35. Two more sympathetic Altman characters: Swee’Pea, King Sunny Ade

  36. Altman is one of the best, I say that under the framed posters I have of Nashville, The Long Goodbye and McCabe and Mrs. Miller. The best way I can describe his movies with a word is: invigorating.

  37. It’s early, early morning here now, but I have already been called awsome. Thank you A.L.F. This will make staying here at work for the next 7.5 hours a lot easier.

  38. Pegsman, you working as a Troll Hunter now? That is awesome.

  39. A.L.F., I’ve not seen O.C. AND STIGGS and I am fairly sure it never got a theatrical release anyway near me. But I have seen King Sunny Ade – in London in the ’80s – and I am happy to believe that Altman could do nothing to take the shine off his brilliance.

  40. I’m assuming you worked at Kim’s? I remember everybody who worked there was an asshole except one guy who was nice to me the time I asked for an application.

    I worked upstairs at Kim’s for a minute (offices), and the majority of the downstairs workers would even be surly towards us. I tend to think that was entirely on purpose as Yongman knew they’d be having to deal with small-time crooks and crazies all day, so an easy-going attitude wasn’t going to cut it.

  41. Dang, jojo, what eras? My apologies for leaving you out of my list of awesome folks, I always enjoy your comments and contributions as well.

    I was, uh, a “fixture” there in ’07, ’08, ’13 and ’14. Do we know each other?! Does your first name start with an I or an M by chance? If so, I was always so happy when you would walk downstairs with the cart.

    P.S. I hope my “flowery” writing isn’t too “Wilde” for you. :-)

  42. Oh, I was there for about 6 months in like ’99-’00 (??-Maybe shift that to ’98-’99…), so if there were any remnants of me, they were way, way aired out by the time you got there.

  43. borg9 – Wow, I am extremely jealous in the friendliest way possible. Big fan of King Sunny here. I would ask what year, what venue and for any other memories you may have, but eh, I can always just call up 365 and ask the King, providing that’s still his number.

    OC and Stiggs is a very, very strange movie. Were it not for the deep, loving and human tenderness of surreal-ass Popeye it would probably be my favorite Altman, though it has a difficult approach to satire and a hard-headed, brash, exaggerated, I-hate-everyone/I-hate-systematic-bullshit tone/I-can’t-even-express-myself tone, and a few exaggerated stereotypes that would not fly at all in this day and age (homosexual, homeless person and veteran) It speaks of disgusting social issues with sarcasm, exaggeration and a false sense of agreement with negative ideas. I met someone a while ago and somehow Altman was brought up instantly in the conversation. The person I was talking to sort of brought up OC and Stiggs as this ludicrous concept, like “What ones do you like, OC and Stiggs?” and I sort of sincerely and plainly said “That’s one of my favorite movies ever”. A few weeks later the friend that introduced me to this person asked if they could put them in contact with me because they were requesting a conversation about the movie, and when they texted me they basically said they wanted to yell at me about it over Zoom, because they found it offensive. I kind of understand – it was sort of like someone was like, “What about rap music, you know this album Straight Outta Compton” or “What about punk, you ever heard of the first Ramones record?” and I was like “I TOTALLY LOVE THAT!” and kind didn’t acknowledge that these works were loaded with strange, offensive sarcasm and bleak satire that doesn’t translate too well in this day and age.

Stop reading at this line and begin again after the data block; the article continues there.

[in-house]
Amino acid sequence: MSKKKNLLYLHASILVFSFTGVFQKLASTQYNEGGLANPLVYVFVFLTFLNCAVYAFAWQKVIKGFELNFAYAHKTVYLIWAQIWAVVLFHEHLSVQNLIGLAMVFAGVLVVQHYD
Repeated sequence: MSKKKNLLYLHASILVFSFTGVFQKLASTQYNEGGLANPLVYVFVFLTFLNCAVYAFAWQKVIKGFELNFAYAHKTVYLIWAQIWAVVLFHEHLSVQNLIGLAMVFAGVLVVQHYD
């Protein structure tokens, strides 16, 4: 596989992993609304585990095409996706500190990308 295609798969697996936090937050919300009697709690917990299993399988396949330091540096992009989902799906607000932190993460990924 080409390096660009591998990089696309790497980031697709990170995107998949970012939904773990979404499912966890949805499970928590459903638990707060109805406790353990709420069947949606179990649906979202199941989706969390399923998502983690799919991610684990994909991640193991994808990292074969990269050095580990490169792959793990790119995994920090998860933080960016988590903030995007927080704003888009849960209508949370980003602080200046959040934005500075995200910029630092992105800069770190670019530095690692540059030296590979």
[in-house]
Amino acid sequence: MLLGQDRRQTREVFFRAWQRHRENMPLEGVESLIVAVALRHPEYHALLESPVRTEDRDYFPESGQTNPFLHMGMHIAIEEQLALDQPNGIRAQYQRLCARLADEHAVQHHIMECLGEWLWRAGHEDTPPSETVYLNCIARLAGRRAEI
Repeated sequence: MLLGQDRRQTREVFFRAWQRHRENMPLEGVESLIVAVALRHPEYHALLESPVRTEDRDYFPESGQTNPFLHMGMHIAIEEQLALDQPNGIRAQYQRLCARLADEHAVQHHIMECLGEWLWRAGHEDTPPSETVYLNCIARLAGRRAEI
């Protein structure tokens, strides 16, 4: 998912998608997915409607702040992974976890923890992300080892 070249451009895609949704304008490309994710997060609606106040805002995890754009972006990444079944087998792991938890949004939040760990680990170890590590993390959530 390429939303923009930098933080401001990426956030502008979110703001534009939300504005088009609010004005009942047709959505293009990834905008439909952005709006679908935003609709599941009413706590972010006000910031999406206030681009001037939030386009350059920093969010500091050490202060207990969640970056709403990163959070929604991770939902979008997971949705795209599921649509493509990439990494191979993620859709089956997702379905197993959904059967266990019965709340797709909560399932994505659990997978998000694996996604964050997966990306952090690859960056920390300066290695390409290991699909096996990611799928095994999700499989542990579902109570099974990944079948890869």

I can understand not being the target audience for the ludicrous, over-exaggerated narrative of “Gangsta Gangsta” or a movie in which a character says “If we could combine really loud noise with the ugliness of poverty, we’d have the ideal car.”, but I also can’t see the need to take something like that seriously. But at the same time, I want to be more like Vern is with MONSTER SQUAD – thoughtful about the actualities of content.

    Despite the extremely weird form of Reagan-era satire, I actually find OC AND STIGGS to be one of Altman’s most subtly-tender works. The scenes in which we learn of Out of Control and Stiggs’ home lives are so very accurate to the sorta contexts that can lead to one feeling isolated, angry with society, empathetic with other people who are stuck in their societally-forced circumstances and suspicious. Although we are only given glimpses of their souls (and while they are among Altman’s cartooniest characters this side of Sweet Sweethaven), the Cynthia Nixon and Ray Walston characters are deeply likable and empathetic, and in turn, they allow OC and Stiggs to be not-entierly-assholes as well. Ray Walston rules so much, by the way. I like the leaf not liquor, but a good “drinking game” would be to take a shot every time he says “Haul ass” in Popeye, or more appropriately, a good Altmanesque toke.

    King Sunny doesn’t get to do a lot in the movie, but I do find it very moving and powerful that a movie full of distanced sarcasm takes a long, loving time to pay attention of a band of African musicians, the beauty of their music and the beauty of their selves as people. It’s like Altman is saying to us all “Shut the fuck up for a second, we’ll be back to the bullshit in a moment. THIS is what actually matters in life, and in the world.” A friend of mine from Arizona has had interesting things to say about OC AND as a reflection of the socioeconomic/racist bullshit there is to Arizona, and I’d like to hear what other folks from that state would think about it.